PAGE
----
Dr. Craig is the vice chair of the Department of Translational Genomics at USC and the head of the Molecular Genomics Core at the Norris Comprehensive Cancer Center. Before coming to USC, he was the Deputy Director of Bioinformatics at TGen and Director of the Neurogenomics Division. With over 200 publications, Dr. Craig's expertise is in translational genomics and bioinformatics.
Translational Genomics. Translating genomics from bench to bedside is the foundation of Dr. Craig's research. He co-founded the CAP/CLIA-accredited Ashion Labs. Also, he helped start TGen's Center for Rare Childhood Disorders (C4RCD.org) and got over a thousand families to join the study of diseases with unknown genetic causes. His group has worked to develop shared standards and datasets, serving as a co-PI on 1000 Genomes. (i) Neurological disorders. He has had collaborative publications in bipolar disorder (>45 pubs), Alzheimer's disease (>15 pubs), and pediatric neurology (>30 pubs). As part of the Accelerated Medicine Partnership in Parkinson's Disorder (AMP-PD), his group recently led the longitudinal analysis of over 8,500 transcriptomes from 1600 people. (ii) Oncology. His research in somatic heterogeneity and disease progression has led to collaborations developing genomic methods in oncology. His group was one of the first to study whole-genome and transcriptome profiling to treat metastatic triple-negative breast cancer.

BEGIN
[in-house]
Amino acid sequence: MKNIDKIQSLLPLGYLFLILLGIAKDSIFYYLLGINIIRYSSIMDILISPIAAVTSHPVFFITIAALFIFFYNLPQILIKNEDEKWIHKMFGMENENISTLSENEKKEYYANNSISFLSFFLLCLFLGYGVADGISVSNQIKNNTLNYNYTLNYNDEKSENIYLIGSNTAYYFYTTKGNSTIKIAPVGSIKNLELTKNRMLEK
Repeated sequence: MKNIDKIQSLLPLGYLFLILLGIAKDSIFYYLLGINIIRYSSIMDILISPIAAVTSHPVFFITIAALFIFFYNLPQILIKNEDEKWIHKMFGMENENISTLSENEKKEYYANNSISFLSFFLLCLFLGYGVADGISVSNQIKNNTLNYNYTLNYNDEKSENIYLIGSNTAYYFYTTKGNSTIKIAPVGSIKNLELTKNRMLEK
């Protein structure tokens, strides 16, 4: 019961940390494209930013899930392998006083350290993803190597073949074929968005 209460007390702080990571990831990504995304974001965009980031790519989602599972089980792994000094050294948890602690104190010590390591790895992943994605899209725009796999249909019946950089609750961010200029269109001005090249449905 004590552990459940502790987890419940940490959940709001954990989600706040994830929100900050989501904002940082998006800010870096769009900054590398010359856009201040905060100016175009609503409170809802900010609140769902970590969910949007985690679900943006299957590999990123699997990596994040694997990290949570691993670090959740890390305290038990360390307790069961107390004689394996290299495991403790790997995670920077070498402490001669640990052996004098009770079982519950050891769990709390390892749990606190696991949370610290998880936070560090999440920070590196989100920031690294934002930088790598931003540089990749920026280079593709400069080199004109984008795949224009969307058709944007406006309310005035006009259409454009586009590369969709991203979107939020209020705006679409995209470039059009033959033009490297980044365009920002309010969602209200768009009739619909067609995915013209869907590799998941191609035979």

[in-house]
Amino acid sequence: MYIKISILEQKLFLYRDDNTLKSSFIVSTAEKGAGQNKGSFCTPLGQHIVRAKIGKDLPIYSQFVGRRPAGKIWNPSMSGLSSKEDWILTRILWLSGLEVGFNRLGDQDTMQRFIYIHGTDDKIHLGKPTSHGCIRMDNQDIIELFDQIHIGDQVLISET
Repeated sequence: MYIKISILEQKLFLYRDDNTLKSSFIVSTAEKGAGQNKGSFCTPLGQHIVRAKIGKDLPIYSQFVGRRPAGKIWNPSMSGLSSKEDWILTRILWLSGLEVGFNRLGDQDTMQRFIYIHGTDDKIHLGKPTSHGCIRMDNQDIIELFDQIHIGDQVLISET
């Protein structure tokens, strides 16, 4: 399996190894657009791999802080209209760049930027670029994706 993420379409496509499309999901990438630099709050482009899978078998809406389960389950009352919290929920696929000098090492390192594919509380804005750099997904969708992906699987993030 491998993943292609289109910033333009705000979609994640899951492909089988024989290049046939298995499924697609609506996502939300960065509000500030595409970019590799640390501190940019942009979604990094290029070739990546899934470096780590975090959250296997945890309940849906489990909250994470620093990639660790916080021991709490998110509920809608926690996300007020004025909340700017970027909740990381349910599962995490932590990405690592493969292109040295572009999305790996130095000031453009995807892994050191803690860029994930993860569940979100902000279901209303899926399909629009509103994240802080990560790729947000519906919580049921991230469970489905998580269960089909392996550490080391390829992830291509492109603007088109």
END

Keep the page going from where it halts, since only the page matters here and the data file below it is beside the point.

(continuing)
Development of integrative genomic tools. In the past 15 years, Dr. Craig's lab has used genomics to make experimental and computational tools that connect engineering, biotechnology, and clinical care. His group published one of the first methods for Illumina multiplexed sequencing in 2008 (Nature Methods). Integration of DNA and RNA is a primary focus, with papers and patents on cryptic splicing, fusion detection, X-skewing, and variant prioritization in cancer. The second area of focus in genomics has been untangling mixtures, which is very important in oncology. These approaches have led to many significant papers, including one of the most influential papers on data privacy problems.